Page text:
“I have nothing but positive things to say about the whole family,” Aldi said. “The four sisters were just bright, sweet, positive people; always smiling, always friendly, always willing to help.”

Aldi pointed out that she did not stay in touch with Steenburg and her sisters much as adults, with the exception of Jackson. Jackson worked as a special education teacher at Lynch Middle School in Amsterdam, which Aldi said was “the perfect job for her.”

“Just knowing those four bright lights are no longer in this world hurts my heart,” Aldi said. “The fact that their parents, who are among the kindest people I’ve ever met, have to deal with the pain of losing four daughters breaks my heart. The whole situation is absolutely devastating.”

Perth resident Erica Fegley knew Amy Steenburg through a friend and described her as “a diamond in the sky, always shining.”

“I knew Amy, she was such a great person and always was there to help others and she would always have a smile on her face,” Fegley said. “She would always offer to listen if a friend needed someone to talk to.”

Fegley also said Steenburg could “light up anyone’s day” and that she looked up to her.

Patrice Hallock, dean of the School of Health Professions and Education, was in Massachusetts during the time of the accident. She found out about the incident when she called her husband to let her know she was on her way home.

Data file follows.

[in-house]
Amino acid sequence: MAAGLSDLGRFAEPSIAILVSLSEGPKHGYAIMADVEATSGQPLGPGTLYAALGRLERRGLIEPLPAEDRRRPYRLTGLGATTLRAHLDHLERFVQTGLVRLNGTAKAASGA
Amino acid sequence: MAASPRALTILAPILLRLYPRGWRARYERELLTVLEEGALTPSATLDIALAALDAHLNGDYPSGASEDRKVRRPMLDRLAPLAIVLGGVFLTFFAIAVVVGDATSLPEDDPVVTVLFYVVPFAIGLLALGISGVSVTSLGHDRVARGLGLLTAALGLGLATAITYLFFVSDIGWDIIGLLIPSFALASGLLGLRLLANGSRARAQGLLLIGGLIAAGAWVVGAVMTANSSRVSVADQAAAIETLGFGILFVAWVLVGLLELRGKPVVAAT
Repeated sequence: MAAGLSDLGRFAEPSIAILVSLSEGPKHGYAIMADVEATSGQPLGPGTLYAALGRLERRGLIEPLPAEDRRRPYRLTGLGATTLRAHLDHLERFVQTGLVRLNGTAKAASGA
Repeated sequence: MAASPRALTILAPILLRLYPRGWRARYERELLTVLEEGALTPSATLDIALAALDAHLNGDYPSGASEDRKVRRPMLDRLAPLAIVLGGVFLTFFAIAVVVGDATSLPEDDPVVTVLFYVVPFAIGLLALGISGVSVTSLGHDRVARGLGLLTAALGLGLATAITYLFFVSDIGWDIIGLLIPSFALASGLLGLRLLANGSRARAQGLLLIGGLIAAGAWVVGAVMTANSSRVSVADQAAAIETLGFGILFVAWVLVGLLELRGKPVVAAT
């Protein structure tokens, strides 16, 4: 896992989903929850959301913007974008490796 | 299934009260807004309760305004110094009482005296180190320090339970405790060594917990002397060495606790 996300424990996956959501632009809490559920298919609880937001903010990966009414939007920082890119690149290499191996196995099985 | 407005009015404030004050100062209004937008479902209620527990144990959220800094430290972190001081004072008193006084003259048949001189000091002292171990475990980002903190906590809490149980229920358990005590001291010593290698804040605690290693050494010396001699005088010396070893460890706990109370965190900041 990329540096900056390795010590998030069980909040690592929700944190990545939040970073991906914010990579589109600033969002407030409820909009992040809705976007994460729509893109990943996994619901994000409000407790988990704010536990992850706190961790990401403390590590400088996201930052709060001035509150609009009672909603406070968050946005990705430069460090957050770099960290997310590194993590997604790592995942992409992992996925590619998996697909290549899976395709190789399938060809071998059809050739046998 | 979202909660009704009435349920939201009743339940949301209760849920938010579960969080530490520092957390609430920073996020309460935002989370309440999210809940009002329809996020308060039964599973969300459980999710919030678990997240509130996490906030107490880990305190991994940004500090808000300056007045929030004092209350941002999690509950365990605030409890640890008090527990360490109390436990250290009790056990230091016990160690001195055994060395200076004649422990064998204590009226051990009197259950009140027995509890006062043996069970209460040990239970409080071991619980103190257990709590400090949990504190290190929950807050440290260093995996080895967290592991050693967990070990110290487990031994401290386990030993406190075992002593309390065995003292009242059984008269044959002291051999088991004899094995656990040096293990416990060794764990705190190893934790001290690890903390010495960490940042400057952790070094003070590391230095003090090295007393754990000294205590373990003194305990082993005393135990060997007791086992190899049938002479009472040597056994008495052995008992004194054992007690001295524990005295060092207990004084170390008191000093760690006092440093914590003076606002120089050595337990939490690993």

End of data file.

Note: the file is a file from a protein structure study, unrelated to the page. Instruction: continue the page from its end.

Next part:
Hallock knew of Steenburg but did not know her personally.

“I guess it’s the same thing that I would say to anybody,” Hallock said. “When you part, let the people you love know that they’re important to you because you just never know.”

Hallock drives on those same roads everyday and saw things that were left at the spot where the limo crashed. From her own experience, Hallock explained that driving down the same road where the crash occurred is dangerous.

“I’ve come down that hill so many times, just thinking about the incline of the hill and how it comes into a ‘T’ and how you have to stop because cars really can’t see cars coming down Route 30,” Hallock said. “It’s a very dangerous junction.”

Hallock learned that Steenburg was a UC student from her brother-in-law, who is an anchor and producer at Mountain Lake PBS. She said he works in Plattsburgh but grew up in Schoharie County.

“He called Monday morning and brought to my attention that many of the victims were graduates of SUNY Plattsburgh,” Hallock said. “He told me his station wasn’t doing a story on it but brought to my attention that Amy Steenburg looked like she had been Amy King and the investigation he had done led him to believe he was one of our students.”

Following the incident, two candlelit vigils were held to honor the lives of the victims. The first one was held on Oct. 8 in the city of Amsterdam, where the majority of the victims were from. The other was held in Schoharie, where the incident took place, on Oct. 10. Both ceremonies brought in a lot of people.

“The healthcare administration faculty and staff are deeply saddened by this tragic loss of life and offer our deepest condolences to Amy’s family and friends as well as the family and friends of the other victims of this devastating accident,” Cuda said.